The behavior of columns during earthquakes is very important since column failures may lead to additional structural failures and result in total building collapses. For example, in the Mexico City earthquake, the most frequent observed cause of structural failure was linked to inadequate beam-to-column and slab-to-column connections. Building configurations may cause columns to be over stressed. Columns of unequal length result in unequal load distribution and hence failure. Column construction and underlying soils also are factors in column failures. The slides in this set illustrate these and a variety of other column failure types.A column is a supporting pillar consisting of a base, a cylindrical shaft and a capital. These columns may be made of welded steel or reinforced concrete in which steel rods (rebar) are imbedded in the concrete. These steel rods may be tied together with metal strips at intervals (ties), or they may be wrapped spirally around the column with metal strips (spirally wrapped). All the metal reinforcing is embedded in the concrete. The Uniform Building Code requires that columns be confined by such spirals or ties. A spirally-confined column is basically more ductile than a tied column, but in lateral motion this ductility can only be achieved if ductility also exists at the column-to-beam connection at the top of the column.Shear is a condition caused by forces that tend to produce an opposite but parallel sliding motion of the body's planes. A shear wall is a wall in a building designed to absorb these forces. A soft story is a story in a building (often the first story) with few partitions and/or open exterior walls (such as garage doors, large windows, etc.). This openness makes it vulnerable to earthquake damage. Sometimes the configuration of the building causes the columns to be over stressed, and when they fail, the building fails. This was the case with the Olive View Hospital, which was severely damaged in the 1971 San Fernando California earthquake. The first two floors were soft stories in which the principal support for the floors above were columns. When earthquake shaking caused the upper floors to move as a unit as much as two and a half feet, the first and second floor columns could not accommodate such a large displacement, and they failed. The result was that the entire building had to be demolished. Another building configuration that resulted in column failure is shown in photos 7 and 8, the Imperial County Services Building. During the 1979 El Centro, California, earthquake, the building was destroyed due to column shortening by compression at the east end of the building.Short columns are often damaged in earthquakes. A column twice as long is eight times more flexible. If the structure contains both short and long columns, the load will be concentrated in the shorter columns. The short columns are less subject to buckling and hence are capable of receiving high vertical loads. But under lateral loading (forces from the side), the short, stiff columns receive more than their share of the load, and fail. The condition may be avoided by equalizing the length and hence the stiffness of the columns. Columns and piers may be more resistant to failure in earthquakes if they are designed to be more shear-resistant. Extra column ties or spiral wraps should be provided in the end sections of all columns and in the beam-to-column connections. The Uniform Building Code (UBC), published by the International Conference of the Building Officials, gives requirements used in the design of buildings within the United States. The UBC contains design guidelines for earthquake- resistant features in buildings. The Code is revised every three years, incorporating new information gleaned from building failures such as those shown in this slide set. About the Earthquakes - Several earthquake events are represented by these slides of column damage. The statistics for these earthquakes follow: San Fernando, California. At 14:00:41.8 UTC (6:01 A.M. local time) on February 9, 1971, a Ms 6.5 earthquake occurred twenty miles north of downtown Los Angeles (34 deg 25' N, 118 deg 24' W) at a depth of 8.4 km (5 miles). The San Fernando earthquake was felt over an area of 80,000 square miles. The statistics include 58 dead and $497.8 million in damage. Esmeraldos, Ecuador. A Ms 6.7 earthquake occurred in Esmeraldos, Ecuador, on April 9, 1976, 2:08 A.M., causing 10 deaths and moderate damage.El Centro, California. A Ms 6.8 earthquake occurred on October 15, 1979, 3:16 P.M., in El Centro, California. The earthquake caused $30 million in property damage and injured 91 people.Mexico City, Mexico. On September 19, 1985, 7:17 A.M. local time, a Ms 8.1 earthquake occurred on the Pacific coast of Mexico. However, the damage was concentrated in a 25 square kilometer area of Mexico City, 350 km northeast of the epicenter. Within a population of 18 million effected, an estimated 10,000 people were killed, and 50,000 were injured. In addition, 250,000 people lost their homes, over 800 buildings crumbled, and property damage amounted to more than $5 billion.San Salvador, El Salvador. A Ms 5.4 earthquake occurred in San Salvador, El Salvador, on October 10, 1986, 11:49 A.M., killing 1,000 and causing $1.5 billion in damage.Whittier, California. A Ms 6.0 earthquake occurred on October 1, 1987 at 6:42 A.M. in Whittier, California. The earthquake caused $358 million in property damage and eight deaths.Loma Prieta, California. On October 17, 1989, 5:04 P.M., a Ms 7.1 earthquake occurred in the Santa Cruz mountains of California. The Loma Prieta earthquake resulted in more than $7 billion in property damage ($2.5 billion in San Francisco alone). The earthquake destroyed 414 single-family homes, 104 mobile homes, 97 businesses and three public buildings. It damaged 2,575 businesses and 18,306 houses, displacing 12,000 people from their homes. It caused 67 deaths and 3,757 injuries. Northridge, California. On Monday January 17, 1994 at 4:31 A.M., a Ms 6.8 earthquake occurred twenty miles west- northwest of downtown Los Angeles (34 deg 13' N, 118 deg 32'W) at a depth of 20 km (12 miles). Northridge statistics include 56 dead, 25,000 dwellings uninhabitable, $15-$20 billion in damage.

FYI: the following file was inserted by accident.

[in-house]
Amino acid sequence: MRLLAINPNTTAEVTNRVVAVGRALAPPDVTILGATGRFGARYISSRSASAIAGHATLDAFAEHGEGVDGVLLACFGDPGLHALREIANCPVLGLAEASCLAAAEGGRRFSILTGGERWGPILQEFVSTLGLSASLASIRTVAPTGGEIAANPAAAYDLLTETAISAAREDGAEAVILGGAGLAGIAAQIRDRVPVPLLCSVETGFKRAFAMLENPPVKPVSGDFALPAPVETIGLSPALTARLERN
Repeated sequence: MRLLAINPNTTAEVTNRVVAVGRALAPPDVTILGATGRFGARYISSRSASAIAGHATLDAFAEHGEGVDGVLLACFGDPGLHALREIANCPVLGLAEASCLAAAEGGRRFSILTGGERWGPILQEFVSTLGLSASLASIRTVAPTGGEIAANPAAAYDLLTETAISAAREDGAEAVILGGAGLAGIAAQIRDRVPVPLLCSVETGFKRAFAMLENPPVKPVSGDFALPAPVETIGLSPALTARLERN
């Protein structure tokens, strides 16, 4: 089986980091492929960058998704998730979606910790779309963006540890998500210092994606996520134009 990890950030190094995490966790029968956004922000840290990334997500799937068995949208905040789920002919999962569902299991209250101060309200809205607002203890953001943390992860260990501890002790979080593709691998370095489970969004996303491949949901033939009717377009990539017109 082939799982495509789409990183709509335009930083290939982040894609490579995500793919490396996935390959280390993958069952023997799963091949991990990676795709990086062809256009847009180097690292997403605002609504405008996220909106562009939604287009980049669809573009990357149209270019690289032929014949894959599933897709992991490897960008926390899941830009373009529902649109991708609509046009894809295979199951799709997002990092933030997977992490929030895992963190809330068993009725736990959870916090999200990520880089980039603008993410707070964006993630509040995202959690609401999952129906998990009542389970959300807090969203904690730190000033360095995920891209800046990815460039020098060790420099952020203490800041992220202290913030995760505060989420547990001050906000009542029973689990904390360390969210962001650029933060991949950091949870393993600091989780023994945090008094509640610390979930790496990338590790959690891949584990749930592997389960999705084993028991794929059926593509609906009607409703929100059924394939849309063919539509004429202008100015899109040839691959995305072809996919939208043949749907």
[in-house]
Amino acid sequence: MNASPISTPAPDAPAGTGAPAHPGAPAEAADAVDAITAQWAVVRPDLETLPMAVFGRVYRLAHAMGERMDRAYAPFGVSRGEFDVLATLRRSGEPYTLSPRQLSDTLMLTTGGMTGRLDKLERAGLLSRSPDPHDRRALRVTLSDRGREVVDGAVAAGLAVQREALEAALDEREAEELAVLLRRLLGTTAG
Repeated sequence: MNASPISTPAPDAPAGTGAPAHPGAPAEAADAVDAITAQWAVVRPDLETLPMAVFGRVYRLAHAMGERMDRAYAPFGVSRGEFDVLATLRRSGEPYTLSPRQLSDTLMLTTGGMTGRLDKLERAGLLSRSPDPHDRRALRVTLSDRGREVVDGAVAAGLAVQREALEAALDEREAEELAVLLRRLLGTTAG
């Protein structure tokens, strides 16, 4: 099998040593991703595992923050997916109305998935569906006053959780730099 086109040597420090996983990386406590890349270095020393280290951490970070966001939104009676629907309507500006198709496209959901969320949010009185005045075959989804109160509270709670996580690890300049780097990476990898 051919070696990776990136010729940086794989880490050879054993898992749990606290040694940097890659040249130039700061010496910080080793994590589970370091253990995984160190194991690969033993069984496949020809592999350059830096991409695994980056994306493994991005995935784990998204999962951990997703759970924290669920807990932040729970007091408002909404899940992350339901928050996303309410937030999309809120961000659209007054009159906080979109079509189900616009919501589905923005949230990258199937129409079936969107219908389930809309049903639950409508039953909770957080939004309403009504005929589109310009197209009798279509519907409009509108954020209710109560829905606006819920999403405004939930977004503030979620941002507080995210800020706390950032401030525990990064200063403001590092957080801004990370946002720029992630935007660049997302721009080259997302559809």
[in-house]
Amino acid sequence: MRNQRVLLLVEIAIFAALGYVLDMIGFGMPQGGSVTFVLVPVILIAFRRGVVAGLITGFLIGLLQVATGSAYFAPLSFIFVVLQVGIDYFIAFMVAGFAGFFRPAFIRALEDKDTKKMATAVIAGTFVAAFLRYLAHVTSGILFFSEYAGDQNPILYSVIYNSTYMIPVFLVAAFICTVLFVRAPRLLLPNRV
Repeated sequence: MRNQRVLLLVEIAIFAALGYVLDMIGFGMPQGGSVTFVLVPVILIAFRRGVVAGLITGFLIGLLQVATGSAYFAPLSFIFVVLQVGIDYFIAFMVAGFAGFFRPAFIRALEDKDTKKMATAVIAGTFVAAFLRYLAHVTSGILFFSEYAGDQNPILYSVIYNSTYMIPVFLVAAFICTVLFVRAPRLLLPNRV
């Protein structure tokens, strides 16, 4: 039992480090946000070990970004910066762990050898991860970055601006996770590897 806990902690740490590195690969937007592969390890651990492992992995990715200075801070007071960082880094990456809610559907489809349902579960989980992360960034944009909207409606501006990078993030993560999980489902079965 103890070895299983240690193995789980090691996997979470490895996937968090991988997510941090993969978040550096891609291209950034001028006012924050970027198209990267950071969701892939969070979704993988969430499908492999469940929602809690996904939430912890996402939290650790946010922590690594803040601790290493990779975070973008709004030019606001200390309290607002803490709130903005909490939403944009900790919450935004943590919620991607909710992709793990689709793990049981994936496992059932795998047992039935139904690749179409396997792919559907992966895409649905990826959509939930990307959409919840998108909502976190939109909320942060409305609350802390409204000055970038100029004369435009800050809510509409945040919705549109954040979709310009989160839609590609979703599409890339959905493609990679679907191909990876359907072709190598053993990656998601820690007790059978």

|Distributor||DOC/NOAA/NESDIS/NCEI > National Centers for Environmental Information, NESDIS, NOAA,
U.S. Department of Commerce
|Dataset Point of Contact||Hazards Data Manager
DOC/NOAA/NESDIS/NCEI> National Centers for Environmental Information, NESDIS, NOAA, U.S. Department of Commerce
Documentation links not available.
|Dataset Progress Status||Complete|
|Data Update Frequency:||Not planned|
|Purpose:||To provide long-term scientific data stewardship for the Nation's geophysical data, ensuring quality, integrity, and accessibility.|
|Time Period:||1971-02-09 to 1994-01-31|
|Spatial Bounding Box Coordinates:||
|Spatial Coverage Map:|
|Data Center keywords||
Last Modified: 2015-10-14